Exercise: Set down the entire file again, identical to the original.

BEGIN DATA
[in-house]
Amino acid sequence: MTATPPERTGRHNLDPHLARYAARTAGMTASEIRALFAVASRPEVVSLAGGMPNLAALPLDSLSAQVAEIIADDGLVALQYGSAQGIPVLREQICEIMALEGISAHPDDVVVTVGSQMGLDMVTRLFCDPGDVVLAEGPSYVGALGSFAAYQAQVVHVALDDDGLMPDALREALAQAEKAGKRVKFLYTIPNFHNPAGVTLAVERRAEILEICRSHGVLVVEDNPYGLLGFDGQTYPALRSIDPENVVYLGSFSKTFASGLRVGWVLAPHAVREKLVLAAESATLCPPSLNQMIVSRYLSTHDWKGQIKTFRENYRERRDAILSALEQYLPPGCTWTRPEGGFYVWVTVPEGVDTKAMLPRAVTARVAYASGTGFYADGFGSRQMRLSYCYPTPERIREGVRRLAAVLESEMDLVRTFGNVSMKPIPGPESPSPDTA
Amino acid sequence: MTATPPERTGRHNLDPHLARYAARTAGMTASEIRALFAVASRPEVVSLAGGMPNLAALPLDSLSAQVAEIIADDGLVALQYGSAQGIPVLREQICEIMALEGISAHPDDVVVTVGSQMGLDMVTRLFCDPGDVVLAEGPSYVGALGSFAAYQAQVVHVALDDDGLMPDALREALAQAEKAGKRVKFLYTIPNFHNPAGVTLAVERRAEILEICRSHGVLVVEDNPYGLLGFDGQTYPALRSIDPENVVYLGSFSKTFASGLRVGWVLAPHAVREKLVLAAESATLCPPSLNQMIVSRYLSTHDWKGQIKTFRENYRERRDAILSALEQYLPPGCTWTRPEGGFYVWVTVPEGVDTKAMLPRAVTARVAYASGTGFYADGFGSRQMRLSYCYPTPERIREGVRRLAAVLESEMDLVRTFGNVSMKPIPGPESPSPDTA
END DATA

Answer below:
[in-house]
Amino acid sequence: MTATPPERTGRHNLDPHLARYAARTAGMTASEIRALFAVASRPEVVSLAGGMPNLAALPLDSLSAQVAEIIADDGLVALQYGSAQGIPVLREQICEIMALEGISAHPDDVVVTVGSQMGLDMVTRLFCDPGDVVLAEGPSYVGALGSFAAYQAQVVHVALDDDGLMPDALREALAQAEKAGKRVKFLYTIPNFHNPAGVTLAVERRAEILEICRSHGVLVVEDNPYGLLGFDGQTYPALRSIDPENVVYLGSFSKTFASGLRVGWVLAPHAVREKLVLAAESATLCPPSLNQMIVSRYLSTHDWKGQIKTFRENYRERRDAILSALEQYLPPGCTWTRPEGGFYVWVTVPEGVDTKAMLPRAVTARVAYASGTGFYADGFGSRQMRLSYCYPTPERIREGVRRLAAVLESEMDLVRTFGNVSMKPIPGPESPSPDTA
Amino acid sequence: MTATPPERTGRHNLDPHLARYAARTAGMTASEIRALFAVASRPEVVSLAGGMPNLAALPLDSLSAQVAEIIADDGLVALQYGSAQGIPVLREQICEIMALEGISAHPDDVVVTVGSQMGLDMVTRLFCDPGDVVLAEGPSYVGALGSFAAYQAQVVHVALDDDGLMPDALREALAQAEKAGKRVKFLYTIPNFHNPAGVTLAVERRAEILEICRSHGVLVVEDNPYGLLGFDGQTYPALRSIDPENVVYLGSFSKTFASGLRVGWVLAPHAVREKLVLAAESATLCPPSLNQMIVSRYLSTHDWKGQIKTFRENYRERRDAILSALEQYLPPGCTWTRPEGGFYVWVTVPEGVDTKAMLPRAVTARVAYASGTGFYADGFGSRQMRLSYCYPTPERIREGVRRLAAVLESEMDLVRTFGNVSMKPIPGPESPSPDTA